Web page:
# Differences in Predictions between SR and LR?

• B
• alexandrinushka
In summary, Standard SR and Non-standard SR (LR) may appear to have different physical predictions in certain scenarios, such as the rotation of a sphere at a fast angular velocity. However, in a world where an alternative interpretation to that of Einstein is adopted, the fast moving spheres will be seen as egg-shaped in any frame other than the absolute one. This raises the question of whether the absence of such egg-shaped spheres could serve as a proof of standard SR. While experiments have been proposed to directly probe the one-way speed of light independent of synchronization, they have not yet succeeded in doing so and thus cannot establish the isotropy of the one-way speed of light. Additionally, Lorentz ether theory, which has a similar clock synchronisation complexityf

#### alexandrinushka

TL;DR Summary
I am confused. I see it written that standard SR and Lorentz type theories with a preferred frame are equivalent, but...
SR interpreted as having no absolute frame of reference and an absolute frame type version of SR, where the speed of light is isotropic only in one undetectable frame are considered equivalent, since they use the same math.
But here is a scenario in which I don't see how the physical predictions could be the same. What am I getting wrong? How are the below scenarios equivalent?
1. Standard SR. A sphere is rotating at a very fast angular velocity (hypothetical scenario). An observer in the same frame who is not rotating will see it as shrunk. But it will keep its spherical form.
2. Non-standard SR (call it LR) with light speed being isotropic only in one absolute frame. The sphere rotates at angular velocity w. It is not located in the absolute frame, so some parts will have the speed v + w, others v - w. Thus, the sphere will have an egg shape, because the part moving at speed v + w momentarily will contract more than the one with v - w (iff we take the degree of contraction to be proportional to the speed, as Lorentz did).

Therefore, in a world where an alternative interpretation to that of Einstein is adopted the fast moving spheres will be seen egg-shaped in any frame other than the absolute one.

Couldn't not seeing such eggs be a proof of standard SR, excluding any absolute frame?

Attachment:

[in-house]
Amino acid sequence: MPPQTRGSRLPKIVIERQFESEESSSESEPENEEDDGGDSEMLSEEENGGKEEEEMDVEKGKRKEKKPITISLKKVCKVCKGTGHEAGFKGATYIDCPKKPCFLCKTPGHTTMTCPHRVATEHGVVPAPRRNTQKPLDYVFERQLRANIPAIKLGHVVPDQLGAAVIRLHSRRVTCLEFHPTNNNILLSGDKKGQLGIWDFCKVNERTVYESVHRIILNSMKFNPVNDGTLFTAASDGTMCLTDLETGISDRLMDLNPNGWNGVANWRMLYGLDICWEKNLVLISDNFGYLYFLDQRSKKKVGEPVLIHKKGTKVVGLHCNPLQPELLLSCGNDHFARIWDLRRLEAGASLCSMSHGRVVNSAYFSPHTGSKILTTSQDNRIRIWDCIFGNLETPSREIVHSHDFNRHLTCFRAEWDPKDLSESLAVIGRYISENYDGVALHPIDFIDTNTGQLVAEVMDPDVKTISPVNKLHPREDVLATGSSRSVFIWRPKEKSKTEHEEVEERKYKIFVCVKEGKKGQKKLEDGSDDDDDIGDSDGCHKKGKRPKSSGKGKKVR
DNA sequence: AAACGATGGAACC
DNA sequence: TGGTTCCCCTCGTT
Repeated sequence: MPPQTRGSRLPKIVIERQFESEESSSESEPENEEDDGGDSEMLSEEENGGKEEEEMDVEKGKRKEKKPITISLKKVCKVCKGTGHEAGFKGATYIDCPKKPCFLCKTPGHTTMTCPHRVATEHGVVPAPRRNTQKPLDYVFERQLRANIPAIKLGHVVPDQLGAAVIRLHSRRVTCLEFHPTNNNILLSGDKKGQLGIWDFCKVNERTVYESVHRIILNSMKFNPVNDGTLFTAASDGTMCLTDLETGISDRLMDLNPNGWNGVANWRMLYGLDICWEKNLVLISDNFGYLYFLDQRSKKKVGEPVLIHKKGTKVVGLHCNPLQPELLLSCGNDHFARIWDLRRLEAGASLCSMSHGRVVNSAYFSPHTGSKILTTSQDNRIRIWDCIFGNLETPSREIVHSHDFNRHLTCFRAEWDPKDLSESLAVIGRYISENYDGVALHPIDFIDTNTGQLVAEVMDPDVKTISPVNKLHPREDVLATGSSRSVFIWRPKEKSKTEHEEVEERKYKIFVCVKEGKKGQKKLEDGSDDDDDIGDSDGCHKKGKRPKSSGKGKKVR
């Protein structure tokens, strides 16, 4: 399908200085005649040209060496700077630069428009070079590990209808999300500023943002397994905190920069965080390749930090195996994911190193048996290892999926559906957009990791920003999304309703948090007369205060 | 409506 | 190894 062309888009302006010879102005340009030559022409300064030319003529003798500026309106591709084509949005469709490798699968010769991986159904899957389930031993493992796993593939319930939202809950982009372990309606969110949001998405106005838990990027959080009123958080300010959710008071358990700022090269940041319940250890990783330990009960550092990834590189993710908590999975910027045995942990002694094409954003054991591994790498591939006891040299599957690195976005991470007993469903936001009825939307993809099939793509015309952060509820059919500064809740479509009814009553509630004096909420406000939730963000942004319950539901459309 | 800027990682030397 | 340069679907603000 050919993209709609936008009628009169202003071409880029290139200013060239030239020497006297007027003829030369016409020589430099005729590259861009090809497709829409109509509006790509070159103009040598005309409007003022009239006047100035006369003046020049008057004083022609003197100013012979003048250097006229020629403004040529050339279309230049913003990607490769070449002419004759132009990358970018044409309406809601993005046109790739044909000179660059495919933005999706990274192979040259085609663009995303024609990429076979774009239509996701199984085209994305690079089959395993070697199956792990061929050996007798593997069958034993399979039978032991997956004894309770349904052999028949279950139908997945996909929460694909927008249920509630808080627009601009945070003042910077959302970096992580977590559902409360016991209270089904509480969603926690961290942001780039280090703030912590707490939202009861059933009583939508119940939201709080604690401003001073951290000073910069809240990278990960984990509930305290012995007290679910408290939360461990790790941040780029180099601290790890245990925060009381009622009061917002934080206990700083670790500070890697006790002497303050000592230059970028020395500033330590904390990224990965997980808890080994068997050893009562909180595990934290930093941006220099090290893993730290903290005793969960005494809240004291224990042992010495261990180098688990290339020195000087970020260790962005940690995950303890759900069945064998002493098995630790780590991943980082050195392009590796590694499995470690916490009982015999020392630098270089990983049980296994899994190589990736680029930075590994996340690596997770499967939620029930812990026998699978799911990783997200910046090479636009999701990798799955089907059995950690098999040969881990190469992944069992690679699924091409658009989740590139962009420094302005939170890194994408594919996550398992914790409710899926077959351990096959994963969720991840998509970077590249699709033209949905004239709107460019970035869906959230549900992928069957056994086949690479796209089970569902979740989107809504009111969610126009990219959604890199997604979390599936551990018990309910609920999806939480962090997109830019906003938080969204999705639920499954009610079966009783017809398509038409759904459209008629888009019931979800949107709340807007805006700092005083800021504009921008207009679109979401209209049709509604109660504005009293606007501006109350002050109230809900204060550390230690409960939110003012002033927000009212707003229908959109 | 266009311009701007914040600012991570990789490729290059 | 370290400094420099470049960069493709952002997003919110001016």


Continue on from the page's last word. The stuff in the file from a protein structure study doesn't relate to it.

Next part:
If SR and LR are not distinguishable even in principle, how is this possible?

Thanks.

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I see it written
where?

• where?
Experiments that attempt to directly probe the one-way speed of light independent of synchronization have been proposed, but none have succeeded in doing so. Those experiments directly establish that synchronization with slow clock-transport is equivalent to Einstein synchronization, which is an important feature of special relativity. However, those experiments cannot directly establish the isotropy of the one-way speed of light since it has been shown that slow clock-transport, the laws of motion, and the way inertial reference frames are defined already involve the assumption of isotropic one-way speeds and thus, are equally conventional. In general, it was shown that these experiments are consistent with anisotropic one-way light speed as long as the two-way light speed is isotropic.

https://en.m.wikipedia.org/wiki/One...ce 1983 the metre has,in 1⁄299,792,458 second.

Also in the FAQ of Physics Forums:
https://www.physicsforums.com/insights/pfs-policy-on-lorentz-ether-theory-and-block-universe/

In a Lorentz ether model the sphere will indeed be contracted in its direction of motion in the absolute frame. So will any device moving with the sphere with which you might try to measure its diameter, and that affects their function. The result is that the sphere is always measured to be spherical (or at least circularly symmetric about its rotation axis, given that stresses will probably render it oblate) by devices moving at the same speed as it.

• • alexandrinushka, vanhees71 and PeroK
In a Lorentz ether model the sphere will indeed be contracted in its direction of motion in the absolute frame. So will any device moving with the sphere with which you might try to measure its diameter, and that affects their function. The result is that the sphere is always measured to be spherical (or at least circularly symmetric about its rotation axis, given that stresses will probably render it oblate) by devices moving at the same speed as it.
Thanks a lot @Ibix
The device will be contracted indeed. It us moving at speed v compared to the "absolute frame". But won't it measure the sphere as contracted in the part moving at v + w and dilated at the part moving at v - w? If not, can you please explain why? Sorry, I don't understand...